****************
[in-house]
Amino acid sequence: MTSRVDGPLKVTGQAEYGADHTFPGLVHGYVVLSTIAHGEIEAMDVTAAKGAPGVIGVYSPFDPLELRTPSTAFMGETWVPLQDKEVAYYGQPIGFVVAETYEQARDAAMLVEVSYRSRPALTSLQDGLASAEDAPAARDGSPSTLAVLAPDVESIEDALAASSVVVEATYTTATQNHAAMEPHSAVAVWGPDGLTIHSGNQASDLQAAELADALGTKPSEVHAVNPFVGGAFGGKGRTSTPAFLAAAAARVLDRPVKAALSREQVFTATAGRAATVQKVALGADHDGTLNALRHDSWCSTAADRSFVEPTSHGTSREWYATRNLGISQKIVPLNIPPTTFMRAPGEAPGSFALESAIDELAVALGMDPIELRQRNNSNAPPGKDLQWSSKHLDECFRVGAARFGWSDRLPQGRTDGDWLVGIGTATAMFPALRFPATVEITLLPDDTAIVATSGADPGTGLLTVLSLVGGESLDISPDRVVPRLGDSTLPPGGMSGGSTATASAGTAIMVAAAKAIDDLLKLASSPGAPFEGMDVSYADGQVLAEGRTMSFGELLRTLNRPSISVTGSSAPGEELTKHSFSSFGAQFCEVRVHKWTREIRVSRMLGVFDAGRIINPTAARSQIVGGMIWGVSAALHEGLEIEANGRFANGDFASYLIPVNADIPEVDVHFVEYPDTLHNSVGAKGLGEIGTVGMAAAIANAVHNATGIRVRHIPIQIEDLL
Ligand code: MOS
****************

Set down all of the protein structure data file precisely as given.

[in-house]
Amino acid sequence: MTSRVDGPLKVTGQAEYGADHTFPGLVHGYVVLSTIAHGEIEAMDVTAAKGAPGVIGVYSPFDPLELRTPSTAFMGETWVPLQDKEVAYYGQPIGFVVAETYEQARDAAMLVEVSYRSRPALTSLQDGLASAEDAPAARDGSPSTLAVLAPDVESIEDALAASSVVVEATYTTATQNHAAMEPHSAVAVWGPDGLTIHSGNQASDLQAAELADALGTKPSEVHAVNPFVGGAFGGKGRTSTPAFLAAAAARVLDRPVKAALSREQVFTATAGRAATVQKVALGADHDGTLNALRHDSWCSTAADRSFVEPTSHGTSREWYATRNLGISQKIVPLNIPPTTFMRAPGEAPGSFALESAIDELAVALGMDPIELRQRNNSNAPPGKDLQWSSKHLDECFRVGAARFGWSDRLPQGRTDGDWLVGIGTATAMFPALRFPATVEITLLPDDTAIVATSGADPGTGLLTVLSLVGGESLDISPDRVVPRLGDSTLPPGGMSGGSTATASAGTAIMVAAAKAIDDLLKLASSPGAPFEGMDVSYADGQVLAEGRTMSFGELLRTLNRPSISVTGSSAPGEELTKHSFSSFGAQFCEVRVHKWTREIRVSRMLGVFDAGRIINPTAARSQIVGGMIWGVSAALHEGLEIEANGRFANGDFASYLIPVNADIPEVDVHFVEYPDTLHNSVGAKGLGEIGTVGMAAAIANAVHNATGIRVRHIPIQIEDLL
Ligand code: MOS